Ceramic fuel cells are now available, based on the use of zirconia as an oxygen ion conductor. It is anticipated that devices such as ceramic fuel cells will have a major influence on the supply of clean power in the future.
For more information on Ceramic Fuel Cells call us on 01270 501 000 or email us at email@example.com
A fuel, typically hydrogen passes on one side of the zirconia electrolyte which is usually in the form of a tube or stack. The diffusion of oxygen ions through the electrolyte from the fuel interface to the air interface leads to the generation of an e.m.f.
Solid oxide electrolyte fuel cells have been developed by the use of stabilised zirconia as an oxygen ion conductor. The cell works in reverse to a hydrogen generator but at a somewhat higher temperature, approaching 1000°C. A diagram of this cell is shown here.
Figure 1. Schematic diagram of a ceramic fuel cell using zirconia electrolyte. The oxidation of the fuel generates directly the electric current to the external circuit
The electrolyte is usually in the form of a tube with the fuel passing along one surface and the air along the other.
Diffusion of oxygen ions through the zirconia electrolyte allows the oxidation process to occur on the anode.
The ionisation of the oxygen molecule takes up to 4 electrons to the cathode thereby generating a current in conjunction with the oxidation of the fuel at the anode where the electrons are generated.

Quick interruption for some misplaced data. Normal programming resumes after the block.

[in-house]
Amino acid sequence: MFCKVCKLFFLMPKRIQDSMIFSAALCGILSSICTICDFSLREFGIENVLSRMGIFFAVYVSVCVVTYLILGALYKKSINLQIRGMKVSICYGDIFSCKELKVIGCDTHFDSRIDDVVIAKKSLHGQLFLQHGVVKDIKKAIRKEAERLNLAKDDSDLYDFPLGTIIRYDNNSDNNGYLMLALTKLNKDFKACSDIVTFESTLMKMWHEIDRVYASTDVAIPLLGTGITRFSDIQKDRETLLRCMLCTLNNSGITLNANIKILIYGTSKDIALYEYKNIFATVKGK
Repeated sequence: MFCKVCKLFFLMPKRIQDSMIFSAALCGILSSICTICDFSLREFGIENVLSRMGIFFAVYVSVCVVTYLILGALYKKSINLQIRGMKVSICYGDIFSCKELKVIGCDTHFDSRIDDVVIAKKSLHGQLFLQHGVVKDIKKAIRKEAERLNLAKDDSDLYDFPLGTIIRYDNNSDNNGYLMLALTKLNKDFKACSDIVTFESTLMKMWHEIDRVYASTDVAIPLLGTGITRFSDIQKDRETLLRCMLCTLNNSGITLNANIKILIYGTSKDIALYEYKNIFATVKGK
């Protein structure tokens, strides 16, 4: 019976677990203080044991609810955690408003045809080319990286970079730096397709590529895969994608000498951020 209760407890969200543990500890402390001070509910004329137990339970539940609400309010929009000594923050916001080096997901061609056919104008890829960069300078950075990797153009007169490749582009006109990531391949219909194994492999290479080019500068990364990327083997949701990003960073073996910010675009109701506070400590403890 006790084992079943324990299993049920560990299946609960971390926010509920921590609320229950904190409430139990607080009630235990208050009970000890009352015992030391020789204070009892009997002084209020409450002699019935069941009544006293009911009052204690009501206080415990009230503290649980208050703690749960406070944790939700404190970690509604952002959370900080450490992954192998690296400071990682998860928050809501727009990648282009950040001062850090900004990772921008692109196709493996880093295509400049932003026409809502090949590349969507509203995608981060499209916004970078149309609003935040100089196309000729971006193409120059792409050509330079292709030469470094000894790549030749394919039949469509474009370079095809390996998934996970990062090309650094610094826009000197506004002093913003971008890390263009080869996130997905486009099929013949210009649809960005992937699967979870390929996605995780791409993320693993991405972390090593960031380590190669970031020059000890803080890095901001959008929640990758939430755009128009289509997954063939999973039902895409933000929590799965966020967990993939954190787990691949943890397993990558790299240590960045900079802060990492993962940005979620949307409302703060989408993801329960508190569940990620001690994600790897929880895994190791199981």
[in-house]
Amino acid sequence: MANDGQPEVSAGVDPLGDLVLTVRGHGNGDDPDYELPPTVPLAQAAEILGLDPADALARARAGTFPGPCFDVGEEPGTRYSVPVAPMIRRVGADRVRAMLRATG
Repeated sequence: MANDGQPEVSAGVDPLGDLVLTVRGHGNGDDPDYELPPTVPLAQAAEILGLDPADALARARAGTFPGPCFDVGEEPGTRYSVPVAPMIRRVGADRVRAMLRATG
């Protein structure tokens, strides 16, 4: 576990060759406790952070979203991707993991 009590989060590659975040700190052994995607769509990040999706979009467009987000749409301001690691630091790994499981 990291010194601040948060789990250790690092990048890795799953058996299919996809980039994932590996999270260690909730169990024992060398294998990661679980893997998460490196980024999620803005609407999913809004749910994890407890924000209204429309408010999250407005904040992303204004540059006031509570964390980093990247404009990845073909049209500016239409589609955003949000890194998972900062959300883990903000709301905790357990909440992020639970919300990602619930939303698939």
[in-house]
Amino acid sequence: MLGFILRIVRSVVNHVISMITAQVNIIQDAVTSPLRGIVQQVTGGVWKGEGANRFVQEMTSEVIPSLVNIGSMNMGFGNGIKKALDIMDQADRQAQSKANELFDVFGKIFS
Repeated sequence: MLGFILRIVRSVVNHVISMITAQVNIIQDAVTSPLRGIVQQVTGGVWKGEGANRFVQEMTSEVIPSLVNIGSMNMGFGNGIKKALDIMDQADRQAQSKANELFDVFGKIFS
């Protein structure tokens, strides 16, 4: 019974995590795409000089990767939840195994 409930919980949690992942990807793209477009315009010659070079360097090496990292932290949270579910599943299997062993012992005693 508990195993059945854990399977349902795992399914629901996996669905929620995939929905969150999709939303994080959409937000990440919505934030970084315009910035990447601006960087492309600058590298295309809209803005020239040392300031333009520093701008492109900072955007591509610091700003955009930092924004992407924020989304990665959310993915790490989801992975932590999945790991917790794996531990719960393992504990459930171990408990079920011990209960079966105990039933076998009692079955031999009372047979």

The open cell voltage at 1000°C given by the Nernst equation is approximately 1 volt and to provide higher current and voltages, the cells are combined both in parallel and in series.
In addition to the generation of a direct electrical current, the hot exhaust gas (~ 800°C) can be utilised in the normal fashion, thereby giving the fuel cycle a high overall efficiency.
Test performance of the cells for over 1000 hours has taken place with only a minor (<2%) voltage degradation. A crucial factor is the deposition of carbon on electrodes which can poison their efficiency; provided the correct fuel mixtures are maintained this problem can be avoided.
An interesting possibility lies in the use of such cells to carry out controlled oxidation of fuels such as natural gas. By predetermining the degree of oxidation of a gas such as methane or ethane, the oxidation product could be the alcohol or the ketone, and thus a resource such as natural gas could be used as a fuel to produce electricity and the by-product could be used as a chemical precursor.
Technox® tubes and plates are now used by many organisations working on the development of zirconia ceramic fuel cells.
For more information on ceramic fuel cells, call us on 01270 501 000 or email us at firstname.lastname@example.org